BC: A couple of years ago, I became one of the research participants at Madison University in Wisconsin, as well as at Princeton University in New Jersey. They studied the brain - mine and another ten people. They selected those who had experience at least 10,000 hours of meditation. And for many participants he had much more. Scientists wanted to see if the brain of these people acts differently, whether its structure is different. Studies have revealed clear changes in the cerebral cortex. Scientists did not understand what this means, and put forward various hypotheses. One of them is synchronism, i.e. during meditation, different parts of the brain of experienced meditators communicate with each other and harmonize. The prefrontal cortex of their brain is more developed and active, especially on the left. It is this part of the brain that is responsible for efficiency, decision making and a positive outlook on the world.
YJ: You also do Buddhist meditation retreats yourself ...
BC: Yes, once I spent all my time mostly in silent retreats. This has been so for many years. And then His Holiness asked me to start teaching people. Now I spend 7-8 months a year traveling around the world. I hold meditation retreats, teach about Buddhism, about the mind, about death and dying, about secular (non-religious) ethics. And I also provide medical assistance to His Holiness when he needs it.
YJ: By your seminars on the topic of death and death, are you trying to change your attitude to these topics in the West?
BC: I am talking about the Buddhist approach, which makes the experience of dying less painful, less unknown and easier. First, in Buddhism, we believe in reincarnation. Those who believe that death is the end are scared. And if you know that we have all done this already countless times and just forgot about it, then there is less fear. Secondly, death is a process consisting of 8 stages. And if you get acquainted with them during meditation, then during real death it will not be so scary. Thirdly, from a Buddhist point of view (which is also shared by modern science and quantum physics), everything is changing. Nothing is static. We are as if dying and are born again every moment. Westerners have a lot of concepts associated with death. And we get rid of them, considering death more realistically - as a process of every second changes - and just try to stay in this moment and realize this. So we train our mind, and the fear gradually goes away. As a doctor, I constantly see how people die, and that they are, so to speak, scared to death. They have so many ideas that this is the end of everything. And when you see that these ideas are unrealistic, you can die very relaxed, even joyfully.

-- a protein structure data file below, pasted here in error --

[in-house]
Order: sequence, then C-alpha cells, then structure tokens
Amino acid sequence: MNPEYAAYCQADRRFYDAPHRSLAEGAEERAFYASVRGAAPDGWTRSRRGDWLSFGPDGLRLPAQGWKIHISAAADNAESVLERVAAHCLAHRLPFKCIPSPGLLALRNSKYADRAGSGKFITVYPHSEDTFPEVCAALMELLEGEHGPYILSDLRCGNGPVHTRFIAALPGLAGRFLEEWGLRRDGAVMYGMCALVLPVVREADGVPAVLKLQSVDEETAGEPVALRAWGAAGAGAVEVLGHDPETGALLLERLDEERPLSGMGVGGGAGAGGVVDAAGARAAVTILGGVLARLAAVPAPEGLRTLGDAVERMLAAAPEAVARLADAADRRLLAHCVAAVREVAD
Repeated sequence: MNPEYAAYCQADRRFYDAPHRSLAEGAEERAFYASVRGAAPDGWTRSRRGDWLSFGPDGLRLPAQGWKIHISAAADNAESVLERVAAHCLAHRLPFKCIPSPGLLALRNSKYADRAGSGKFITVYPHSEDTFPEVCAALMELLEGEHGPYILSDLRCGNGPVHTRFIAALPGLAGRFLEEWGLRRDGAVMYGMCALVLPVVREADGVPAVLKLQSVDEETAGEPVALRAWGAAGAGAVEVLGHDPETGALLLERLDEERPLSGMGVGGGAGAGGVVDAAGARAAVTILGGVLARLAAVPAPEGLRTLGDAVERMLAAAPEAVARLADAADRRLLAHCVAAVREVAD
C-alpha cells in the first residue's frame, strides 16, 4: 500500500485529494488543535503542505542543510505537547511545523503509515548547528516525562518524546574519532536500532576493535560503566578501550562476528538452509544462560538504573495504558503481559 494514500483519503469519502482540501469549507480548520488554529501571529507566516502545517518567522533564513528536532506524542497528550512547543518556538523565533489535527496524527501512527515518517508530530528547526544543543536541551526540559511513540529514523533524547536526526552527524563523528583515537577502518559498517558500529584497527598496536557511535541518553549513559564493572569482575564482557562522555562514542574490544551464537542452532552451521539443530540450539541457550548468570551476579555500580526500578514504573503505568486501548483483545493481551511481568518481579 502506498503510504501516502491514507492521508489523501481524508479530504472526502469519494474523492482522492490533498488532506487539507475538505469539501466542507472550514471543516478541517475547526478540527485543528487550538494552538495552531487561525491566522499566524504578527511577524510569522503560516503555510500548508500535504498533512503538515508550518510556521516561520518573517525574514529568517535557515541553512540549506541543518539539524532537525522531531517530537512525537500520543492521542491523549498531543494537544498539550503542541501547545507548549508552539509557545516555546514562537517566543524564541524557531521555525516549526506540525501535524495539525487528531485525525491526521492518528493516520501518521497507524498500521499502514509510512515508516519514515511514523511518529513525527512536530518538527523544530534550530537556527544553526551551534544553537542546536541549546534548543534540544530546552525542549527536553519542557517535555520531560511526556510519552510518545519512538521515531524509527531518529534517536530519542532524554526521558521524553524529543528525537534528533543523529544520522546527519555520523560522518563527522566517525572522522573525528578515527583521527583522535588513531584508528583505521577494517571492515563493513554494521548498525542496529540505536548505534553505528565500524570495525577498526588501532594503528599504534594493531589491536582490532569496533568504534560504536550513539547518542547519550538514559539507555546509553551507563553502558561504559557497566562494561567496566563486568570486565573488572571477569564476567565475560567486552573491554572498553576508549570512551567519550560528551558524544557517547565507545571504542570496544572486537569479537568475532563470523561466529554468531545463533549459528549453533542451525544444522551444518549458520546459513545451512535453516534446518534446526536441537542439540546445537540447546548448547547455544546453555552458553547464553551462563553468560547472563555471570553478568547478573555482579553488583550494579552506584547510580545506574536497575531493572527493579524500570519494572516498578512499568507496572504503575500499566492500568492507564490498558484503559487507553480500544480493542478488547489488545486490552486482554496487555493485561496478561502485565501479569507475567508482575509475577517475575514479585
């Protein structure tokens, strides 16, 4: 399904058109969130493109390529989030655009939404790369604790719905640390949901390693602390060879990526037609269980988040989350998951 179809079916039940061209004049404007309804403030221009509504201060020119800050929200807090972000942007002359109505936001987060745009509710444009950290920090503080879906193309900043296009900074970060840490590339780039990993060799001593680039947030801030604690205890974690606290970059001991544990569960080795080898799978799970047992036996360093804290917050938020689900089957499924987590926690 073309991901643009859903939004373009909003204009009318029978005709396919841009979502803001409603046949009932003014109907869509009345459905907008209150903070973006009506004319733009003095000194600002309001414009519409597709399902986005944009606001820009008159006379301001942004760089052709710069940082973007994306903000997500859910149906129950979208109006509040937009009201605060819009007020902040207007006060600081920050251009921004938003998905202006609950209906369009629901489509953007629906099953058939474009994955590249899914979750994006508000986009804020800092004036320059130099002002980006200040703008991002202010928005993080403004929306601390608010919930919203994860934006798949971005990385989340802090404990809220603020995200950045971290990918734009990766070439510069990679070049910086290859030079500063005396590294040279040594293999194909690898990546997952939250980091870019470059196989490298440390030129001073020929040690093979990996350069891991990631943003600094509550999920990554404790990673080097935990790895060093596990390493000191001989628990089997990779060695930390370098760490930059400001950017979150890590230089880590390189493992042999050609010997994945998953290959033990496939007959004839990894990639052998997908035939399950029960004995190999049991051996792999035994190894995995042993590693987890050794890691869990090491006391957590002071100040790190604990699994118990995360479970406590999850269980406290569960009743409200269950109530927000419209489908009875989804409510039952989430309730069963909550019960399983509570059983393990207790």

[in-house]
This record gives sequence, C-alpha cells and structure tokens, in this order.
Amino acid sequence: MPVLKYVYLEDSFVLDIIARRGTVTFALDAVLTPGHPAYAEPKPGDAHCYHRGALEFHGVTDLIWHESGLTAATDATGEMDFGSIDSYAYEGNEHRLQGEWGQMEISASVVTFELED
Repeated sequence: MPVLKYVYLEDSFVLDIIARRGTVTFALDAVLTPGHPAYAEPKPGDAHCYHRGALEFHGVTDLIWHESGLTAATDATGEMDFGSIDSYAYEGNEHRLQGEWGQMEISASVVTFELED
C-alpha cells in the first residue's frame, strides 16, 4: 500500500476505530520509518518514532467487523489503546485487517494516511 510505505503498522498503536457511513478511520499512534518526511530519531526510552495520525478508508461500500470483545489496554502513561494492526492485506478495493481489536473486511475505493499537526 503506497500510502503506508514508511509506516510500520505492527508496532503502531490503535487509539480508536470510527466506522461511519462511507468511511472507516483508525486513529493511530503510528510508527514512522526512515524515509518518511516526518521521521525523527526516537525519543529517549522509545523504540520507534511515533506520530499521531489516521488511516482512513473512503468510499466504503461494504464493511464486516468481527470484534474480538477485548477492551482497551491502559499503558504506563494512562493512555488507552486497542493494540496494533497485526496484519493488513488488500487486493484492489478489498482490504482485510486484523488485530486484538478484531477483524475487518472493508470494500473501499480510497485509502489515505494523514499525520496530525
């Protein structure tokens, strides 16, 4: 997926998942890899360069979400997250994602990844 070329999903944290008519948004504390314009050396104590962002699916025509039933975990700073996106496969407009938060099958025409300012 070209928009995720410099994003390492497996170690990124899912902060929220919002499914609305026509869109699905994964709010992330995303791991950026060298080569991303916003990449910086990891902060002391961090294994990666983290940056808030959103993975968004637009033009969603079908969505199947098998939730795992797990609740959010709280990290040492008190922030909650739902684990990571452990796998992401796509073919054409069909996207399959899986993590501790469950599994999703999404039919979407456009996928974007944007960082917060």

YJ: In our culture, they try to protect children from this topic. How to attach them to her and is it necessary?
BC: It is important to talk about it, to be open. For example, if a grandmother dies, then the child may be present. And then talk to him. Say that it is natural that we were all born and all will die, and he will begin to understand that this is part of life. Just a few generations ago, people were dying at home, and the children saw it. Now people more often die in hospitals, children are not taken there, and we have lost touch with this natural process.
YJ: Do you communicate with hospice workers and those who work with dying in hospitals?
BC: Sometimes. Doctors and nurses often ask me: "What should I do when I’m near a dying man?" They have never been taught this! And I often advise them to just give the person five minutes. If he cannot or does not want to talk, then he doesn’t need to. Just sit next to him. He will know that you are there. Hold his hand, if appropriate, or lay a hand on his shoulder. These are very simple things, but sometimes it seems that doctors need permission to do them.
YJ: It is now popular to mix different practices and systems. You yourself practice both Western and Tibetan medicine. Recommend this approach?
BC: I came to live in Dharmsalu, because His Holiness wanted a doctor trained in the West. In his opinion, in each particular case, it is necessary to use what is more effective, whether it is Western or Tibetan medicine, homeopathy or acupuncture. It is not necessary that all these systems be owned by one doctor, but he should be able to say: "My tradition does not help in this case, let's invite another specialist." In the spiritual life, this is not so. If a person starts doing practices from different traditions, this may not be very productive. First you search, choose, and then find one tradition and go deeper.